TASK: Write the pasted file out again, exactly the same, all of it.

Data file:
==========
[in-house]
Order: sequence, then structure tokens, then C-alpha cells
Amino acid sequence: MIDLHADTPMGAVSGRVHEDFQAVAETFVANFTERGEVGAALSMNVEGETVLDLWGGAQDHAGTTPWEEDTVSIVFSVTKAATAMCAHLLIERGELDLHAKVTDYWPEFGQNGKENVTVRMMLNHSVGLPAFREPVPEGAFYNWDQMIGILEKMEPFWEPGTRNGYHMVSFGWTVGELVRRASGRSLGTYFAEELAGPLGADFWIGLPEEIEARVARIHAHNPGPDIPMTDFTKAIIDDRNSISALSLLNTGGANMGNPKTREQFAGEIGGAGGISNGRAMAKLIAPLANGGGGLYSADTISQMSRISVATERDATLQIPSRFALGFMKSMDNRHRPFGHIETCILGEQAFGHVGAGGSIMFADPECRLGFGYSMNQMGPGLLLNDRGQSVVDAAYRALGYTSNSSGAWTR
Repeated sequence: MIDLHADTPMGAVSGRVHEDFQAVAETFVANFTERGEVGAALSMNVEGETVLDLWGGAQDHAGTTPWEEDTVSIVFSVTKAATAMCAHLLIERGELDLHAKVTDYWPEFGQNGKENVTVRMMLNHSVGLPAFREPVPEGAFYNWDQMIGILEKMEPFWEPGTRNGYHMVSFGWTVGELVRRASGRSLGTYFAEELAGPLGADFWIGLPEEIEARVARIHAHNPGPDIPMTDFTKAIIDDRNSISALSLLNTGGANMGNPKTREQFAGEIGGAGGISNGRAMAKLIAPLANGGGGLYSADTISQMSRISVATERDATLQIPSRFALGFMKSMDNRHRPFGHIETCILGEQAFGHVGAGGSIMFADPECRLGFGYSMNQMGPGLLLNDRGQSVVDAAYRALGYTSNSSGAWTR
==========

[in-house]
Order: sequence, then structure tokens, then C-alpha cells
Amino acid sequence: MIDLHADTPMGAVSGRVHEDFQAVAETFVANFTERGEVGAALSMNVEGETVLDLWGGAQDHAGTTPWEEDTVSIVFSVTKAATAMCAHLLIERGELDLHAKVTDYWPEFGQNGKENVTVRMMLNHSVGLPAFREPVPEGAFYNWDQMIGILEKMEPFWEPGTRNGYHMVSFGWTVGELVRRASGRSLGTYFAEELAGPLGADFWIGLPEEIEARVARIHAHNPGPDIPMTDFTKAIIDDRNSISALSLLNTGGANMGNPKTREQFAGEIGGAGGISNGRAMAKLIAPLANGGGGLYSADTISQMSRISVATERDATLQIPSRFALGFMKSMDNRHRPFGHIETCILGEQAFGHVGAGGSIMFADPECRLGFGYSMNQMGPGLLLNDRGQSVVDAAYRALGYTSNSSGAWTR
Repeated sequence: MIDLHADTPMGAVSGRVHEDFQAVAETFVANFTERGEVGAALSMNVEGETVLDLWGGAQDHAGTTPWEEDTVSIVFSVTKAATAMCAHLLIERGELDLHAKVTDYWPEFGQNGKENVTVRMMLNHSVGLPAFREPVPEGAFYNWDQMIGILEKMEPFWEPGTRNGYHMVSFGWTVGELVRRASGRSLGTYFAEELAGPLGADFWIGLPEEIEARVARIHAHNPGPDIPMTDFTKAIIDDRNSISALSLLNTGGANMGNPKTREQFAGEIGGAGGISNGRAMAKLIAPLANGGGGLYSADTISQMSRISVATERDATLQIPSRFALGFMKSMDNRHRPFGHIETCILGEQAFGHVGAGGSIMFADPECRLGFGYSMNQMGPGLLLNDRGQSVVDAAYRALGYTSNSSGAWTR